With a 3-book Austen giveaway pack thanks to Allen & Unwin
I try not to play favourites with my babies but… PersuasionRama is the most special of all the special editions I’ve put together so far. The quality of the novel, and of the conversations and reflections it led me to, have had a real cumulative impact on me. Here’s what’s going on this week:
An interview between me and Ruth Wilson, author of The Jane Austen Remedy
An essay from me about reading Persuasion for the first time, chewing on the privilege of love, risk-taking, and regret
The link to join tonight’s 6.30pm livestream with Bridie Jabour as we watch the new Netflix adaptation of Persuasion for the first time, then discuss it together, with drinks, immediately afterwards
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An interview with Ruth Wilson
As Ruth Wilson approached her 70th birthday she was experiencing troubling physical and psychological symptoms. The vertigo led to a diagnosis of Meniere’s disease and medication, but the repeating nightmares about losing her voice led her to ask herself some extremely difficult questions. You know, the really big questions: Who am I? What do I want to do with my life? Is this where I thought I’d end up? She didn’t recognise herself in photos. She was ‘tired of being surrounded by people whose values I could no longer pretend to share.’ (Very Anne Elliot, but we’ll get to that later.) The introduction to The Jane Austen Remedy sets out these deliberations in brief yet beautiful detail; her realisations about her life trajectory are communicated to the reader in striking clarity and devastating honesty.
So, as the kids these days would say, 60-something Wilson proceeds to ‘blow up her life’. A surprise inheritance allows her to purchase a cottage in the Southern Highlands, and she leaves everything and everyone behind. The project? To read. To read herself into being. She thought of recovery as ‘a rehabilitation of my reading life,’ and that, for many reasons she sets out, she would start with Jane Austen’s six novels.
After fifty years of marriage, it was a difficult, complicated and emotionally painful decision. My husband was, I think, bewildered. I had never discovered a way to convey to him the intensity of my own feelings, the waves of frustration and regret that swept over me periodically, strong feelings that men are prone to dismiss as female hysteria…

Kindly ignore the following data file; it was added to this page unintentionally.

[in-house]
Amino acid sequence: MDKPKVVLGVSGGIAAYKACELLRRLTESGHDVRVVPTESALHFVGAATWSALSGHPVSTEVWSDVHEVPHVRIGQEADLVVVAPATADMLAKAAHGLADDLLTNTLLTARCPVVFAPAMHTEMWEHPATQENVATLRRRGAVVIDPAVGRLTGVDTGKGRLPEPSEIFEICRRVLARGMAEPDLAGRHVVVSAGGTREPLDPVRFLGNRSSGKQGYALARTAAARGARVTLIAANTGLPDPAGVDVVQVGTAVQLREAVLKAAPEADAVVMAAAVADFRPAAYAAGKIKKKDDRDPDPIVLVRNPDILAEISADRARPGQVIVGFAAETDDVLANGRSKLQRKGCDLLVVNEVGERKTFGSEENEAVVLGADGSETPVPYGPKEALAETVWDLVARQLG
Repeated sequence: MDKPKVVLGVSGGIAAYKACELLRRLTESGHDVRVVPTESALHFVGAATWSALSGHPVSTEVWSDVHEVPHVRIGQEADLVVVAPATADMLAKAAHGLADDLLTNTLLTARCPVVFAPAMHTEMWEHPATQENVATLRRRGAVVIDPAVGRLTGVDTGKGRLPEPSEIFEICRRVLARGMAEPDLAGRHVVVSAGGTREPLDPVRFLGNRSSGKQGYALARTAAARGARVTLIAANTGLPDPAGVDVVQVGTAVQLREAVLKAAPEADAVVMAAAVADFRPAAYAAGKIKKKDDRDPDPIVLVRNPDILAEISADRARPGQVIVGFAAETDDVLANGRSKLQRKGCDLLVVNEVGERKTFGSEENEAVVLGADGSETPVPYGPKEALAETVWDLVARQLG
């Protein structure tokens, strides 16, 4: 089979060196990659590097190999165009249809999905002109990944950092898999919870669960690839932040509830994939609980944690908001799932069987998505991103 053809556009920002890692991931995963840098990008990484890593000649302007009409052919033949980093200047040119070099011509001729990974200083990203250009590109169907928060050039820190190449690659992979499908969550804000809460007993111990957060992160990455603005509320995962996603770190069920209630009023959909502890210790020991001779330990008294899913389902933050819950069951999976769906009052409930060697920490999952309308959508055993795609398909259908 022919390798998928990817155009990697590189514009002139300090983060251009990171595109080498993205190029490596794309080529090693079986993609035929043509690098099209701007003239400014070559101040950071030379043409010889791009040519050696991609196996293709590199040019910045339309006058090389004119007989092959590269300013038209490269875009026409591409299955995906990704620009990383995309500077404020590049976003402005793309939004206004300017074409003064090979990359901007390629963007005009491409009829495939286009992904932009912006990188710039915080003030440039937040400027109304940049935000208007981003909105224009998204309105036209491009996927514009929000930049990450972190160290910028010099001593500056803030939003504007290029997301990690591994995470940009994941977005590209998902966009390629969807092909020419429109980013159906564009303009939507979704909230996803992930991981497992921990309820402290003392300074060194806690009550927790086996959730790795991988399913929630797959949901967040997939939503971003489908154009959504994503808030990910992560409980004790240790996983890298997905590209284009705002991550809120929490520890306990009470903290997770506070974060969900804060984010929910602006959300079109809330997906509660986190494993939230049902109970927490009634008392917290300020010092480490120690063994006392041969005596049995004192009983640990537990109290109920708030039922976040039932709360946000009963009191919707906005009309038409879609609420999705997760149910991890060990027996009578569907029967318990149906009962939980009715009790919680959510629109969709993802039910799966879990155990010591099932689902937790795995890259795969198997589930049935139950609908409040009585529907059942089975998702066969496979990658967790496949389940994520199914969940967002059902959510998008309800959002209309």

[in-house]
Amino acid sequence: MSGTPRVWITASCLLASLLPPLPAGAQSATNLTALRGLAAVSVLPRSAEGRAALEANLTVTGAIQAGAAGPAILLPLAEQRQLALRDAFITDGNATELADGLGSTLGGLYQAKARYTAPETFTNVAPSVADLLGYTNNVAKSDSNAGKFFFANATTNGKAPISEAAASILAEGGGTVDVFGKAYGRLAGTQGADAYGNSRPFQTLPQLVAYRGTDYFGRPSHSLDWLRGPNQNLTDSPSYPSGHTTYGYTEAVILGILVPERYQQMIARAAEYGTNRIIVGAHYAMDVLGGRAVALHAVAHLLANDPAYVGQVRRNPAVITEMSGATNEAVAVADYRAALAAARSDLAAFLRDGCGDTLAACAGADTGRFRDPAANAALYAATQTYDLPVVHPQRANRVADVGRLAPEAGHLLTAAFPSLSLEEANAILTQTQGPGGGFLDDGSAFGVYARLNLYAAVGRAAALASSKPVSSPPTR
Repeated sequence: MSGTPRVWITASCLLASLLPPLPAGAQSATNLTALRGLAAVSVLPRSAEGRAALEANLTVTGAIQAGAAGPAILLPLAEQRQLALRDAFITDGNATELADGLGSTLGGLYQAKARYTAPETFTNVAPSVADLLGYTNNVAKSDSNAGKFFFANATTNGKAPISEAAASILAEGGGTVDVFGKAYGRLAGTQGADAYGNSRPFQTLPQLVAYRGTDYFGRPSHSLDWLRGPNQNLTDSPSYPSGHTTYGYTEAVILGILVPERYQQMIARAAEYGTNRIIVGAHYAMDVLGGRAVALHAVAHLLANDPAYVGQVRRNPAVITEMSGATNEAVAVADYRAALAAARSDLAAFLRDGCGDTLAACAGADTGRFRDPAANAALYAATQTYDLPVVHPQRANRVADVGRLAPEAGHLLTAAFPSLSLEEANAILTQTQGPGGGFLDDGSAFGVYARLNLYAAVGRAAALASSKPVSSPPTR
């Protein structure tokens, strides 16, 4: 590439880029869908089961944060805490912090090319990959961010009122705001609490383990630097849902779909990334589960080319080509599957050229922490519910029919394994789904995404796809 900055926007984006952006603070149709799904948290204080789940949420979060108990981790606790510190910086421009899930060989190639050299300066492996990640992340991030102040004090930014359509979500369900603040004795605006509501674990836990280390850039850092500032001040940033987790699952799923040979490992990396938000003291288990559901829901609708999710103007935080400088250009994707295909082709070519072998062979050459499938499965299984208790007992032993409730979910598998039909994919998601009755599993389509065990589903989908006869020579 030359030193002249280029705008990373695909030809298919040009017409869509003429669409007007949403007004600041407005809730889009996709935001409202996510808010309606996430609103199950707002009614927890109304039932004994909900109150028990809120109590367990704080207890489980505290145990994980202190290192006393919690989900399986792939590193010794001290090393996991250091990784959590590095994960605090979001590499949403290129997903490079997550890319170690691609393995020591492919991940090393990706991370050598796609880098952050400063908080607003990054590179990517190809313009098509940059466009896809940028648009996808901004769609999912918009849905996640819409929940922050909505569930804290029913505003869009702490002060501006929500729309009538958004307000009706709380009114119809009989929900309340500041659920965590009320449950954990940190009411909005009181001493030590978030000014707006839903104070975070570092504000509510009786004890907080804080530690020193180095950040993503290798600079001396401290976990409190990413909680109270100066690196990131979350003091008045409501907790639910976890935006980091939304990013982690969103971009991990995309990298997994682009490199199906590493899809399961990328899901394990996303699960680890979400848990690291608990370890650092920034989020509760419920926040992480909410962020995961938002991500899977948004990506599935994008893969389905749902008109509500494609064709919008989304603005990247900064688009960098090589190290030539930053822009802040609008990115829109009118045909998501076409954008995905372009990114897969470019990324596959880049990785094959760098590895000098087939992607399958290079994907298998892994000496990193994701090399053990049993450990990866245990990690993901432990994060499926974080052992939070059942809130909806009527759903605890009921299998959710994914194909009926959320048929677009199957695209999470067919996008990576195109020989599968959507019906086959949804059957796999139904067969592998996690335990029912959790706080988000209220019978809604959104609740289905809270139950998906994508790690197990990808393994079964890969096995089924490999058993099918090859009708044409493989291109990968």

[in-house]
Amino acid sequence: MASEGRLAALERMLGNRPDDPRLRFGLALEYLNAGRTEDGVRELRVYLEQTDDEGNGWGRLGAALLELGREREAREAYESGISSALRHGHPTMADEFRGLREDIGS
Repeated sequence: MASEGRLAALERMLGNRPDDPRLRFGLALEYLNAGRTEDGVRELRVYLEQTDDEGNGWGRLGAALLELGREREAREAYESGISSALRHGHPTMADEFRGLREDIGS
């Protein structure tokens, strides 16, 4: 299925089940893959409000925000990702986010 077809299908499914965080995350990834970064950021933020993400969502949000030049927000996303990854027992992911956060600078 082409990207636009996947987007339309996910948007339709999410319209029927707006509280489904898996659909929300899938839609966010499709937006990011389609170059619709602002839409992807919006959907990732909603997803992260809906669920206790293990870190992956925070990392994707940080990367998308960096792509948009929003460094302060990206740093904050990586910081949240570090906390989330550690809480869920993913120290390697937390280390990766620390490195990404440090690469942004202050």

I don’t want to pull too many quotes out of Wilson’s careful and generous contextualisation of her husband and marriage being representative of another generation and time. But it’s fair to say that as a young reading woman she had dreamed of a certain quality of ‘companionship’ in marriage, and that this ‘earlier optimism’ was ‘sorely tested’. She writes about living in her cottage:
I lived alone but was less lonely than I had been earlier in my life. People made judgements; I didn’t heed them. Some asked questions; I didn’t answer them… for the first time in my mature adult life I took a risk.
Courage comes in many shapes and forms. I was deeply affected by Wilson’s audacity and I believe it is ageism pure-and-simple that prevents the wider public from hearing of more stories like hers. Less value is ascribed to an older heroine, but a heroine she is. In some ways it’s easier to ‘blow up your life’ when you’re young and feel like hundreds of doors and windows still stretch on in front of you, some to close, some to open. For Wilson to have been standing at the precipice of her eighth decade and make such bold decisions is huge. She claimed her right to independence and self-discovery. ‘I didn’t guess that, by re-reading Austen’s fiction at age seventy, I would be consoled in ways that would lead me to the best years of my life,’ she writes.
The Jane Austen Remedy is structured around Austen’s six works, and it feels fitting that Persuasion comes last. It is a story of second chances. The story of a woman who has learned much about love and about, basically, sticking to her guns. In talking to a friend who is re-reading Persuasion with her, Wilson says of herself:
I short-changed myself when I decided to stay within the bounds of convention. I settled for life in a comfort zone, only to find myself spinning out of control. Instead of securing my place in the world, I found myself in danger of falling off the edge. The sense of disappointment in myself and in what I was getting out of life was overwhelmingly debilitating.
Anne Elliot struggles to ‘retrieve her own will’. She has lived for many years as ‘only Anne,’ ignored by most. Wilson writes that Persuasion is ‘a novel that dived deep into the consciousness of a heroine whose subdued passion sustains her independence of spirit and moral principle.’ This is a contributing reason to why, apparently, many women find that as they age they are drawn to Persuasion more than Austen’s other works. It certainly hit me a lot more deeply than I anticipated, but we’ll get to that later.
Wilson began her PhD on Austen when she was 84, and this September she will celebrate her 90th birthday. I loved her book and I loved talking with her. I hope you are as moved by her courage and intelligence as I am.